By Captain Bill Jennings
Establishing what defines a “safe speed” for power boats has always been a subjective and controversial question. Just a few years ago I had a passion for fast boats, but as I mellow I now prefer to limit my boating speeds to double digit miles per hour. But what about that nice older lady who believes there should be a 25 mph speed limit for all boats? What do you believe to be a safe speed for boats? Tough question. Even maritime regulations are vague about the speed beyond which they label as “too fast."
At an international maritime convention in 1977 some speed rules for boats were established in what is called COLREGS (Collision Regulations). While these rules are generally regarded as law, marine charts will show demarcation lines where the rules do not apply. More significantly, these regulations are basically judgement calls by the boat operator. For example, they state that all vessels must proceed at a safe speed so that “proper and effective action to avoid collision can be taken and to allow stopping within a distance appropriate to the prevailing circumstances." And in the process of determining if the subject speed was “safe,” the courts must take into account factors such as visibility, traffic, vessel maneuverability, vessel draft, weather, and navigational hazards.
The rules go on to state that every boater must determine if, in a given situation, there is any risk of collision and if not certain must assume that there is risk and take immediate and decisive action to steer clear. This seems more like common sense than a speed regulation. One clear regulation that does exist in Canada, from Ontario to BC, is an unposted “speed limit of 5.4 knots, (6.21 mph) within 30 meters (98 feet) from shore except where otherwise posted." Of course, excessive speed was not much of concern in 1977, but since then the potential top speeds of boats has grown three fold.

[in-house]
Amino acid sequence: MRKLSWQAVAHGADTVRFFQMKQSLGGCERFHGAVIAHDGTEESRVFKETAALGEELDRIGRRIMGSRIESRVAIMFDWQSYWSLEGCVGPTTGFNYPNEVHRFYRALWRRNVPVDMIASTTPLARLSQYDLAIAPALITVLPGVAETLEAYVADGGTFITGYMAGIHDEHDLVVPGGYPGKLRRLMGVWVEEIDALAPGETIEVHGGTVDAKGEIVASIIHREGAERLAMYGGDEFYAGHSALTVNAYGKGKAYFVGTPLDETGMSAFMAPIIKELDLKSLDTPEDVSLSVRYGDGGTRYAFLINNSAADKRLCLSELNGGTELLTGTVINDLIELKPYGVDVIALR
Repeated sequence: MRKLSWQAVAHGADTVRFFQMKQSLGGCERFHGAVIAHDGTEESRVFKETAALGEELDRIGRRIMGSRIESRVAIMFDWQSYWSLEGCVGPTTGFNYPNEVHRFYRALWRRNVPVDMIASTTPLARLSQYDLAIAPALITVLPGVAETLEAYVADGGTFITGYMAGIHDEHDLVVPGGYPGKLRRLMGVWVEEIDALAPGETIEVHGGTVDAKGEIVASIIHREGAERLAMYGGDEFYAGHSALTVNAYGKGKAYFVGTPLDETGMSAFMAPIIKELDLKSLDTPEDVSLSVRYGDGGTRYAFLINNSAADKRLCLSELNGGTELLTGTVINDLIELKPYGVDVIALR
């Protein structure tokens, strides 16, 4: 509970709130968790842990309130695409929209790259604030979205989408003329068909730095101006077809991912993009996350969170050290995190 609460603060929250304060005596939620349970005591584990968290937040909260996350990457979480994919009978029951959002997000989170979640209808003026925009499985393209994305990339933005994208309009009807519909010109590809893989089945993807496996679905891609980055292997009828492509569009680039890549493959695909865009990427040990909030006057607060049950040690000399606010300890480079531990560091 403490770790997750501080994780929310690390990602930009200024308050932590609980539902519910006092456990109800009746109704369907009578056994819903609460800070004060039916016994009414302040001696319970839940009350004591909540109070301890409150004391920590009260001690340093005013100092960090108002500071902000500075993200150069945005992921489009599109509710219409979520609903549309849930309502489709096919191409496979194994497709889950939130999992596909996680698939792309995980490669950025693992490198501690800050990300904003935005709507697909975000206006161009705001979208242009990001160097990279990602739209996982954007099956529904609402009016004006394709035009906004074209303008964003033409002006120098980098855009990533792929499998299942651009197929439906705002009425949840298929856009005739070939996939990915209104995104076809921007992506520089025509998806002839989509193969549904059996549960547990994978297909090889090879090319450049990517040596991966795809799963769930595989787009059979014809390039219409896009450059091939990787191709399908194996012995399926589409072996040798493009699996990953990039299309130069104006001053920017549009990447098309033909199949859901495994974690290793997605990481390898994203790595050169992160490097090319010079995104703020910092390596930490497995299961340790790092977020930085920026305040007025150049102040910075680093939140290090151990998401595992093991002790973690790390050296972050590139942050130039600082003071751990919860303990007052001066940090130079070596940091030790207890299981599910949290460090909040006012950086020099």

In my opinion, people’s definition of maximum boat speeds will be based upon the various type of boating which with they are familiar. For example, the average day cruise boat operates between 25 and 45 mph. Of course, current trends to multiple outboards can quickly change that. Tow sport boats are highly specialized and include a top speed that does not require more than 50 mph. While fishing boats are made for fishing, many are able to transport the fishermen to the fishing hole in the 50 to 75 mph range. High performance boats push top speeds even more, with some “off the shelf” varieties able to exceed 150 mph. Race boats run in sanctioned events on a closed course, so their higher top speeds are not relevant to our general question.
In a survey regarding boater’s opinions as to what they consider a safe boat speed, I found significant differences of opinion. Most people seem to base their opinion on their personal “comfort zone” when boating. Lets not forget that the higher we push our boating speeds the more adrenaline we produce in our body. This chemical and the euphoric feeling that it generates is totally addictive and creates an ongoing desire to push speeds even faster.
So, the bottom line is this: what constitutes a safe speed for boats varies with location, boat type, weather, equipment, traffic and the skill level of the person driving. Water represents the last place on earth where it is possible to enjoy pushing the limits of speed, without breaking rules and endangering others.
Let's not lose this freedom. There should never be fixed speed rules for boats beyond what exists today.